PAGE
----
39.
Roberts GJ. Dentists are innocent! “Everyday” bacteremia is the real culprit: A review and assessment of the evidence that dental surgical procedures are a principal cause of bacterial endocarditis in children. Pediatr Cardiol 1999;20:317-25.  Back to cited text no. 39
    
40.
Paturel L, Casalta JP, Habib G, Nezri M, Raoult D. Actinobacillus actinomycetemcomitans endocarditis. Clin Microbiol Infect 2004;10:98-118.  Back to cited text no. 40
    
41.
Das M, Badley AD, Cockerill FR, Steckelberg JM, Wilson WR. Infective endocarditis caused by HACEK microorganisms. Annu Rev Med 1997;48:25-33.  Back to cited text no. 41
    
42.
Nakatani S, Mitsutake K, Hozumi T, Yoshikawa J, Akiyama M, Yoshida K, et al. Current characteristics of infective endocarditis in Japan: An analysis of 848 cases in 2000 and 2001. Circ J 2003;67:901-5.  Back to cited text no. 42
    
43.
Niwa K, Nakazawa M, Tateno S, Yoshinaga M, Terai M. Infective endocarditis in congenital heart disease: Japanese national collaboration study. Heart 2005;91:795-800.  Back to cited text no. 43
    
44.
Haraszthy VI, Zambon JJ, Trevisan M, Zeid M, Genco RJ. Identification of periodontal pathogens in atheromatous plaques. J Periodontol 2000;71:1554-60.  Back to cited text no. 44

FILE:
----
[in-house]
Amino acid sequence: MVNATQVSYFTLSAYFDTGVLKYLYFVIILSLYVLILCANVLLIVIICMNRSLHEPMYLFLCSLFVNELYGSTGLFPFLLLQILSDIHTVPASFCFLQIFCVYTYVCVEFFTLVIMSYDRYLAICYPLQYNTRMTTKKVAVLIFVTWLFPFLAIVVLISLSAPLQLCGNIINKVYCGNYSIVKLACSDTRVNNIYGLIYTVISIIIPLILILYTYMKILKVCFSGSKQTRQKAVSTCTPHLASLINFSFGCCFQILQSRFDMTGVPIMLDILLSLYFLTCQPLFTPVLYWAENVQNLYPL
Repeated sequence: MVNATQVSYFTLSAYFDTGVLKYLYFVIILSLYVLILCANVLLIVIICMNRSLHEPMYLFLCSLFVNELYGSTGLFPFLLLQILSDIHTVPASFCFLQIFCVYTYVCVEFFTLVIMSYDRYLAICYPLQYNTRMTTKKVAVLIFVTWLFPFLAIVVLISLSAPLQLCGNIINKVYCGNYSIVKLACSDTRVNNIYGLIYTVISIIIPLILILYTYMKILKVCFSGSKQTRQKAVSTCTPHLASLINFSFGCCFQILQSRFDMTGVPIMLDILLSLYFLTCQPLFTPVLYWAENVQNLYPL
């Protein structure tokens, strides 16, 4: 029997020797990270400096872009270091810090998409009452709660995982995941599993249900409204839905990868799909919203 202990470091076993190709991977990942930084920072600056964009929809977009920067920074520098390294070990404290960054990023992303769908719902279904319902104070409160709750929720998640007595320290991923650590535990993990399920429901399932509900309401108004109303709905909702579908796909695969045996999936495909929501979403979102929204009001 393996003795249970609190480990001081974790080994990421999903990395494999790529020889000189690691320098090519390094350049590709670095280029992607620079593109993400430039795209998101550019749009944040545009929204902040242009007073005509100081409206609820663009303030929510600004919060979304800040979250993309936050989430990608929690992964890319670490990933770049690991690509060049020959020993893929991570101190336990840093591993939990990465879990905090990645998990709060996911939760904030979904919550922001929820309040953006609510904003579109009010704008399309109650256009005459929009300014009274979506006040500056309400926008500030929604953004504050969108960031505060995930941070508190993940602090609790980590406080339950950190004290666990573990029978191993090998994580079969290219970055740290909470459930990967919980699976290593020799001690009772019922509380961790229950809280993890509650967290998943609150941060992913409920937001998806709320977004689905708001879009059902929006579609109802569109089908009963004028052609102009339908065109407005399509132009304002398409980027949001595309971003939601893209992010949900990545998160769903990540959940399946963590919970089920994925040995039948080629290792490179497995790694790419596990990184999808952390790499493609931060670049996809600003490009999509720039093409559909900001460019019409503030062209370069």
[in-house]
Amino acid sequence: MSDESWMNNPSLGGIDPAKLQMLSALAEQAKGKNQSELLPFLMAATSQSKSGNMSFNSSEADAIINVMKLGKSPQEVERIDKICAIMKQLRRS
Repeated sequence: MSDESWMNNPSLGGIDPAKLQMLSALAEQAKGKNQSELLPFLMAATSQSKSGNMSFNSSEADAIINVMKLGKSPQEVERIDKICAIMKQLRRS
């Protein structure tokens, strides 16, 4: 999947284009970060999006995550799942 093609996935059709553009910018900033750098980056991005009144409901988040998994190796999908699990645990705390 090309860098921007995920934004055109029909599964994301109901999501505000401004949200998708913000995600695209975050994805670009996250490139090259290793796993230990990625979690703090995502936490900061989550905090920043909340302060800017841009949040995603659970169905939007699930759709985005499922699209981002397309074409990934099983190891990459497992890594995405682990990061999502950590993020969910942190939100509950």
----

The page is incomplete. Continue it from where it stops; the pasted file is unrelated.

45.
Ishihara K, Nabuchi A, Ito R, Miyachi K, Kuramitsu HK, Okuda K. Correlation between detection rates of periodontopathic bacterial DNA in coronary stenotic artery plaque [corrected] and in dental plaque samples. J Clin Microbiol 2004;42:1313-5.  Back to cited text no. 45
    
46.
Padilla C, Lobos O, Hubert E, González C, Matus S, Pereira M, et al. Periodontal pathogens in atheromatous plaques isolated from patients with chronic periodontitis. J Periodontal Res 2006;41:350-3.  Back to cited text no. 46
    
47.
Aquino AR, Lima KC, Paiva MS, Rôças IN, Siqueira JF Jr. Molecular survey of atheromatous plaques for the presence of DNA from periodontal bacterial pathogens, archaea and fungi. J Periodontal Res 2011;46:303-9.  Back to cited text no. 47